Thoughts, Trading

The Psychology of Countertrend Trades

This post examines the psychology of impulsively taking countertrend trades in violation of one’s trading plan, as opposed to the psychology of adhering to a logical trading plan to take countertrend trades.

Types of Countertrend Trades

During my trading journey, there are two types of countertrend trades that I find myself taking that I logically know I should not be doing:

  1. When I missed the boat of a good trend, and “felt” that the price has gone too far in one direction
  2. When I exit my profitable trades earlier than what my trading plan dictates

So what was I thinking (and feeling) when I took those impulsive trades? Why did I feel or think that way?

Our Psychological Immune System

To examine that, first take a quick detour to a very interesting TED talk by Dan Gilbert, titled The Surprising Science of Happiness (watch the video here). I have written a quick summary of the points in this article

Inside the Mind

When I impulsively take the first type of countertrend trades (i.e. missed a good trend), here’s what is going through my mind:

  1. Woah, the move has already gone quite a distance.
  2. Sigh, I should’ve taken that entry earlier. I shouldn’t have followed my trading plan so strictly.
  3. Should I get in now? No, I cannot get in any more, I cannot chase the market, it’s too risky, I have no logical stop nearby, you don’t know when it might reverse down quickly.
  4. I have already missed the move. I need to wait to enter in the opposite direction when the trend ends.
  5. The trend has gone too far, it must turn soon
  6. Look! There’s a bit of resistance, the trend is about to turn, go short! (for an uptrend)

And the countertrend trade is made! Below are what I think are the psychological process at work:

  1. Observation
  2. Regret
    • Trading is always full of regrets. You always think you can do better.
  3. Indecision, uncertainty, anxiety
    • Fear of losing out starts to take hold.
    • When you don’t have a well-defined trading plan that caters for all scenarios, or if you don’t believe in your trading plan, you will face indecision and anxiety.
  4. Resignation
    • I  accepting that I can no longer enter in the direction of the trend.
  5. Synthesized happiness (sour grapes)
    • By cutting off that possibility (or imposing a self-restriction on my flexibility), my psychological immune system gets triggered to synthesize happiness.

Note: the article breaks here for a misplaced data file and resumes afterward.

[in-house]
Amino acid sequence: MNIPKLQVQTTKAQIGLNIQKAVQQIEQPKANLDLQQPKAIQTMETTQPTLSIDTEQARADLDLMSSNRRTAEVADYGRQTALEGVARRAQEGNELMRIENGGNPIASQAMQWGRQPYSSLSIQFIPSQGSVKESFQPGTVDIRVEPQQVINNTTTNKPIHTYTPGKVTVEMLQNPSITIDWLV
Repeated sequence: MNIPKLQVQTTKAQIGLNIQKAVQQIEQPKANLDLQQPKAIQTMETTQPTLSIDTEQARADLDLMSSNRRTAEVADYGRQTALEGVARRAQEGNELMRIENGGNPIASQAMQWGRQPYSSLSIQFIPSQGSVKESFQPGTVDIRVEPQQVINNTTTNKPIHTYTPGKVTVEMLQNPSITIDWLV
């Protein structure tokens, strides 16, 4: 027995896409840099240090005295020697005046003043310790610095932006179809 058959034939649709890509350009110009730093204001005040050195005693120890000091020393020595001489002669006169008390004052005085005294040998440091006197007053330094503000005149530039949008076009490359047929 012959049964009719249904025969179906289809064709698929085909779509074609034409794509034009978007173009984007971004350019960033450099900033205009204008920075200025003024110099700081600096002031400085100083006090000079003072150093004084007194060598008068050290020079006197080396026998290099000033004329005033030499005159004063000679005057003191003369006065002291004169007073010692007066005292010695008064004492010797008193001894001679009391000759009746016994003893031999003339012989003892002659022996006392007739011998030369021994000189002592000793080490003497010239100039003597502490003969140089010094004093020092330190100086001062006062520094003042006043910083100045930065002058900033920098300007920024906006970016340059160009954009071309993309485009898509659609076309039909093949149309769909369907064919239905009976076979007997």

• My non-conscious processes immediately ‘downgraded’ the idea of trend continuation (if I can’t get on, the trend must be bad), and boosted the idea that the trend will end.
  6. “Makes sense” stopping rule, rose-tinted glasses (read this for more details)
    • My logical mind starts to look for evidence to support my subconscious mind’s assessment.
    • Once the logical mind sees any supporting evidence, e.g. momentum waning, some resistance, it will stop thinking and conclude that my subconscious mind’s assessment is right. Hence a countertrend trade is taken.

Changing the Path

OK. Now that we have mapped out what exactly happened, how can we change the path to lead to the different conclusion the next time? Well, I think there are two ways:

  1. Have a method in your trading plan that allows you to get onboard a runaway trend.
    • E.g. a breakout, or even a punt.
    • When you have a method defined in your trading plan that allows you to get on, the indecision in Step 3 above will be replaced with anticipation and waiting for that trigger to hop on to join the trend. In that way, Steps 4, 5, 6 are cut off, the resignation step doesn’t occur, sour grapes thinking doesn’t happen, and our logical mind doesn’t look for faulty evidence.
  2. Accept that you cannot get onboard a runaway trend, and apply the usual tools (logical reasoning, visualization training of the subconscious mind, etc.) to effect that behavior.

Psychology of Exiting a Trade Early

Lastly, the psychology of taking a countertrend trade to exit an existing position has some similarities with what we discussed above. When you have an existing winning position, you fear losing what you have. When you don’t have a position, you fear missing out on the gains (which is also a form of loss). However, the psychological processes involved are probably simpler. Here it is probably just anxiety, leading to rose-colored glasses, leading to an impulse action (read this post for more details).



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